1. ^ Japanese: マリオカート64 Hepburn: Mario Kāto Rokujūyon


  1. ^ a b "Kenta Nagata". Square Enix Music Online. Retrieved 2011-09-25.
  2. ^ "Super Mario Kart R" (PDF). Electronic Gaming Monthly. No. 88. Ziff Davis. November 1996. p. 46.
  3. ^ "Mario Kart 64: Classic Kart Action Is Back on Track" (PDF). Electronic Gaming Monthly. No. 91. Ziff Davis. February 1997. pp. 106–9.
  4. ^ "Super Mario Kart 64" (PDF). Electronic Gaming Monthly. No. 90. Ziff Davis. January 1997. p. 120.
  5. ^ Mario Kart 64 Nintendo Player's Guide. Nintendo Power. 1997. pp. 4–5.
  6. ^ "Slipstreaming". Super Mario Wiki. Retrieved 2019-10-03.
  7. ^ "NG Alphas: Super Mario Kart 64". Next Generation. No. 25. Imagine Media. January 1997. pp. 155–163.
  8. ^ a b Thomas, Lucas M. (January 30, 2007). "Mario Kart 64 VC Review". IGN. Retrieved January 17, 2014.
  9. ^ a b c Schneider, Peer (1997-02-20). "IGN: Mario Kart 64 Review". IGN. Archived from the original on April 13, 2008. Retrieved 2008-05-02.
  10. ^ Video Testing and Analysis of Racers in Mario Kart 64
  11. ^ Mario Kart 64 Instruction Booklet, 1997, Nintendo
  12. ^ a b "Super Mario Kart R [N64 - Beta]". Unseen64. 2008-04-04. Retrieved 2010-08-13.
  13. ^ "Nintendo 64 Preview" (PDF). Maximum: The Video Game Magazine. No. 7. Emap International Limited. June 1996. p. 22.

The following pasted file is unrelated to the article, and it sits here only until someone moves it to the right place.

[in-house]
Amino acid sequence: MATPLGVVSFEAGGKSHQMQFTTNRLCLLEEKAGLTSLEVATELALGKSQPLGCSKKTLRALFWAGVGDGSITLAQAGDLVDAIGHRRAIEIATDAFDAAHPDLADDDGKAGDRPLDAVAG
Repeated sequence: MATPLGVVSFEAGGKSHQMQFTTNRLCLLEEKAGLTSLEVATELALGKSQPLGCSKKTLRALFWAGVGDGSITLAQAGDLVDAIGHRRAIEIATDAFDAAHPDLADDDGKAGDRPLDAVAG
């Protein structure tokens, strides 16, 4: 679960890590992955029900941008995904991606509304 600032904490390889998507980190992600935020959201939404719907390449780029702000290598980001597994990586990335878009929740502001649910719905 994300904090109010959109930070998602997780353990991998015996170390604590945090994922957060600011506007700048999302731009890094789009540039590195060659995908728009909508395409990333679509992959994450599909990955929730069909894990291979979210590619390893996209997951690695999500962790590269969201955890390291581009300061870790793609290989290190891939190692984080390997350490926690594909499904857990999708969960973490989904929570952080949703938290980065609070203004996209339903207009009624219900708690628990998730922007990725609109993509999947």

14. ^ a b "It Started With A Guy In Overalls". Iwata Asks: Mario Kart Wii. Nintendo of America. Retrieved September 25, 2012.
  15. ^ "What's Next for Shigeru Miyamoto?". Next Generation. No. 26. Imagine Media. February 1997. p. 144.
  16. ^ Semrad, Ed (February 1996). "Ultra 64 Unveiled" (PDF). Electronic Gaming Monthly. No. 79. Sendai Publishing. p. 6.
  17. ^ a b "The Return of the Awesome Mario Kart!" (PDF). Maximum: The Video Game Magazine. No. 3. Emap International Limited. January 1996. p. 105.
  18. ^ Liedholm, Marcus (1998-01-01). "The N64's Long Way to completion". Nintendo Land. Archived from the original on 2008-05-03. Retrieved 2008-03-27.
  19. ^ Knight, Rich (August 21, 2012). "7. Magikoopa". The 10 Greatest Wizards In Video Games. Complex Gaming. Retrieved October 7, 2012.
  20. ^ Nintendo Power 92. 1997. Mario Kart Preview, p. 55
  21. ^ Nintendo (1996). Mario Kart 64. Nintendo. Scene: Credits. Donkey Kong 3-D model provided courtesy of Rare U.K.
  22. ^ Totilo, Stephen (March 9, 2011). "The Maker Of Mario Kart Justifies The Blue Shell". Kotaku. Retrieved September 26, 2012.